•President Kenyatta has been banking on the Big Four plan to stamp his legacy but the same has been drowned in the cash crisis worsened by the country’s debt stress.
State jobs may continue to remain elusive in the face of the budget shortfall at the Public Administration and International Relations sector.
The cash crunch in President Uhuru Kenyatta’s Jubilee administration is again taking its toll as the government plans expenditure for the next three financial years.
Ministries, departments, and state agencies (MDAs) have decried a budget shortfall that clouds their efforts to help President Kenyatta actualise the Big Four and Vision 2030.
The situation is prevalent in all the Sector Working Groups (SWG) reports for the financial years 2020-21 to 2022-23 — phase three of Vision 2030.
This means intended projects in the health, agriculture, energy, infrastructure, education, commerce, and public administration sectors may not be realised.
The cash shortage is expected to feature in public discussions called by the National Treasury starting this Wednesday to chart the country’s budget for next fiscal year.
President Kenyatta has been banking on the Big Four plan to stamp his legacy but it appears to have been drowned in the cash crisis worsened by the country’s debt stress.
Kenya owes lenders about Sh5.8 trillion and is currently faced with a Sh600 billion budget deficit, which is proving difficult to fund in the face of uncertain donor inflows.
Taking cognizance of various reported achieved targets for financial years 2016-17 to 2019-20, one can conclude that the two development plans remain a mirage.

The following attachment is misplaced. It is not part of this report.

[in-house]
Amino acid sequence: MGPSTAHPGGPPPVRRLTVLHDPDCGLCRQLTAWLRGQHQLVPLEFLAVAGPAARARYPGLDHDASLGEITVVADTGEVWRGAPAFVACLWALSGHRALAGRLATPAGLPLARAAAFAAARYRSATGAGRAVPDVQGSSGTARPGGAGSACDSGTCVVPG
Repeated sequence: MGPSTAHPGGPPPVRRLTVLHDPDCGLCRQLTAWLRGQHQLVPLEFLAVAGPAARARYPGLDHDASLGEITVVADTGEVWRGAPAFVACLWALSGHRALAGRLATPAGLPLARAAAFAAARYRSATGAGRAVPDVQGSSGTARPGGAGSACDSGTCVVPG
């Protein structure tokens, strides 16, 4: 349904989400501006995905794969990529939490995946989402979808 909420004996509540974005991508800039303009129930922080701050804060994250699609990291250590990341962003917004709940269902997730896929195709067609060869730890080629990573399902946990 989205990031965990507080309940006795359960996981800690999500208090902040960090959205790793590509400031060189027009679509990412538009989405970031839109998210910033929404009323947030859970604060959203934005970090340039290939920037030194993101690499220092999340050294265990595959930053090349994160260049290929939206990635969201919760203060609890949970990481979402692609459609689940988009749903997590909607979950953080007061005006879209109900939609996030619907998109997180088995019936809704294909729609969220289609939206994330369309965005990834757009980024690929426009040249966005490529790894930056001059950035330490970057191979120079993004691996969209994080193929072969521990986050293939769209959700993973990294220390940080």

For instance, the Energy, Infrastructure and ICT sector required Sh882 billion for financial year 2020-21 but has only been allocated Sh409 billion.
The sector expected Sh771 billion and Sh689 billion for the successive years but Treasury has set the ceilings at Sh435 billion and Sh442 billion, respectively.
At stake is the construction of at least 65,051 housing units; BRT infrastructure – including 48 stations and 60 kilometres of BRT lanes; 13 flagship markets; 2,964km high voltage transmission line, 21 substations, and 6,000km of roads.
Also in limbo are the construction of missing link roads to identified industrial parks, health centres and housing units; the first berth of the Lamu port; development of Naivasha Special Economic Zones; connectivity of the Big Four projects and providing digital services to schools.
During the period in question, the government intends to complete the Mombasa – Nairobi expressway, the standard gauge railway (only the single-gauge to Uganda) Konza city, Nairobi commuter rail, a cybersecurity research institute, as well as set a National Addressing System.
Also planned is operationalisation of the Nairobi Metropolitan Area Transport Authority (NaMATA), Ifmis rollout in subcounties and bolstering transport through Lake Victoria.
State jobs may continue to remain elusive in the face of the budget shortfall at the Public Administration and International Relations sector, hampering 33 other projects.